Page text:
The Milwaukee District Attorney has charged three young men with the fatal shooting of city inspector Greg Zyskiewicz.  He was killed last Wednesday near North 23rd and Cherry Streets, during an attempted car-jacking -- shot while sitting in his vehicle between property inspections.

Spencer Platt/Getty Images

Milwaukee County Sheriff David Clarke has signed a letter of intent to take part in the federal government's 287(g) Task Force/Jail Enforcement program. It trains local law enforcement and then gives it authority to enforce immigration violations.

According to U.S. Immigration and Customs Enforcement, it currently partners with 37 law enforcement agencies in 16 states.

Clarke released his announcement Wednesday afternoon via a web post.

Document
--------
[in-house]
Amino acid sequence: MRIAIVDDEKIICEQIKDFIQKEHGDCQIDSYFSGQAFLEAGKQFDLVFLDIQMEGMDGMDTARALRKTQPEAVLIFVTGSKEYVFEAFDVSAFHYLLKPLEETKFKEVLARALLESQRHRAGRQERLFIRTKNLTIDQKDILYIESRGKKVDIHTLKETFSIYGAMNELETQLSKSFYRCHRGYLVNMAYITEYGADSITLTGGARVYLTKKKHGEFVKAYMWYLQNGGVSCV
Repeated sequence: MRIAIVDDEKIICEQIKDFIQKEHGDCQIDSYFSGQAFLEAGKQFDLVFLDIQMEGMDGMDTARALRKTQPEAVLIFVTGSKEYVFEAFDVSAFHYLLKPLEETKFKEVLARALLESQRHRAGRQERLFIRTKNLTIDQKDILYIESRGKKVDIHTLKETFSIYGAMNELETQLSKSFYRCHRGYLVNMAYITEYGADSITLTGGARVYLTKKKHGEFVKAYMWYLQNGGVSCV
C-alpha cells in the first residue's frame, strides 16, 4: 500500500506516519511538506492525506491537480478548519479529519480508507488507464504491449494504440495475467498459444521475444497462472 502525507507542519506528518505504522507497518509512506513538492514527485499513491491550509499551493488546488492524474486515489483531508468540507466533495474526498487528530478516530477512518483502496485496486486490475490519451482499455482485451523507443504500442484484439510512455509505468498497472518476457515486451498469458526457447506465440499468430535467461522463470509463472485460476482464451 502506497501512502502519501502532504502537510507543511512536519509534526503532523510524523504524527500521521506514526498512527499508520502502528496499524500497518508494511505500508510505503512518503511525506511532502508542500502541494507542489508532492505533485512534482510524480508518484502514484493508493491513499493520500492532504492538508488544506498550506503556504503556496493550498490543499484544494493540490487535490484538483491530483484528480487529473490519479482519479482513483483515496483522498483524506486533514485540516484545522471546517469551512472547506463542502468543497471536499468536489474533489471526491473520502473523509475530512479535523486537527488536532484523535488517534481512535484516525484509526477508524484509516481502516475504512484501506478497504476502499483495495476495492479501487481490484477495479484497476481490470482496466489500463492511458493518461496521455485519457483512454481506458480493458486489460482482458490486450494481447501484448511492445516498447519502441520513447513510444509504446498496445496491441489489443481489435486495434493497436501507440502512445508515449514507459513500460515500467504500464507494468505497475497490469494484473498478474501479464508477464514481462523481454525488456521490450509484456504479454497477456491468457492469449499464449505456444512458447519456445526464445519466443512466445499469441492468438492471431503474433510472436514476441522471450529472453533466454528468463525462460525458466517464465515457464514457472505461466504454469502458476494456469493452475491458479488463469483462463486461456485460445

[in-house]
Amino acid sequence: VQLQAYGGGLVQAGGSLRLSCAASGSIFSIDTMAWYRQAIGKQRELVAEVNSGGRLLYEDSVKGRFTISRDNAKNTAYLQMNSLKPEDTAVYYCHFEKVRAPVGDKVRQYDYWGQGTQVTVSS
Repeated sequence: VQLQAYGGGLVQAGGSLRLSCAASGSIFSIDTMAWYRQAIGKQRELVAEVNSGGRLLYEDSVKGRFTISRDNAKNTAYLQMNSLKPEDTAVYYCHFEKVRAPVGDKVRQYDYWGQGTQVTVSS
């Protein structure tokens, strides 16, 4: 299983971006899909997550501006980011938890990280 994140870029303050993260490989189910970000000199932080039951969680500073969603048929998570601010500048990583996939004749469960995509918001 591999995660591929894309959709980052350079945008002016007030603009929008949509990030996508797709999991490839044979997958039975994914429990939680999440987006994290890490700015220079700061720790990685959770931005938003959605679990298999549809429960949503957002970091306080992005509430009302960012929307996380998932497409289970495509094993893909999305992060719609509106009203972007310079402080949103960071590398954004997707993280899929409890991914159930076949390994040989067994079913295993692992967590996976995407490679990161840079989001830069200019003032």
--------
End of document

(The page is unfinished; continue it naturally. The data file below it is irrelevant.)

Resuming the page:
Joseph Ellwanger

For clergyman Joseph Ellwanger, the battle to end racial injustices across the U.S. involved overseeing the desegregation of the pews of his church.

Ellwanger is pastor emeritus of the Cross Lutheran Church in Milwaukee. During his stewardship, from 1967 to 2001, Cross Lutheran evolved from a predominately white congregation to an integrated one.

humbletree, flickr

A gun rights group has prevailed in its legal battle against the City of Madison and predicts the decision will have statewide implications, although in Milwaukee, the transit system reports always having honored the state's concealed carry law.

The Wisconsin Supreme Court ruled on Tuesday that Madison's transit system must allow people with concealed carry licenses to bring guns aboard public buses. According to the court majority, transit policies cannot supersede the state's concealed carry law which Governor Walker signed in 2011.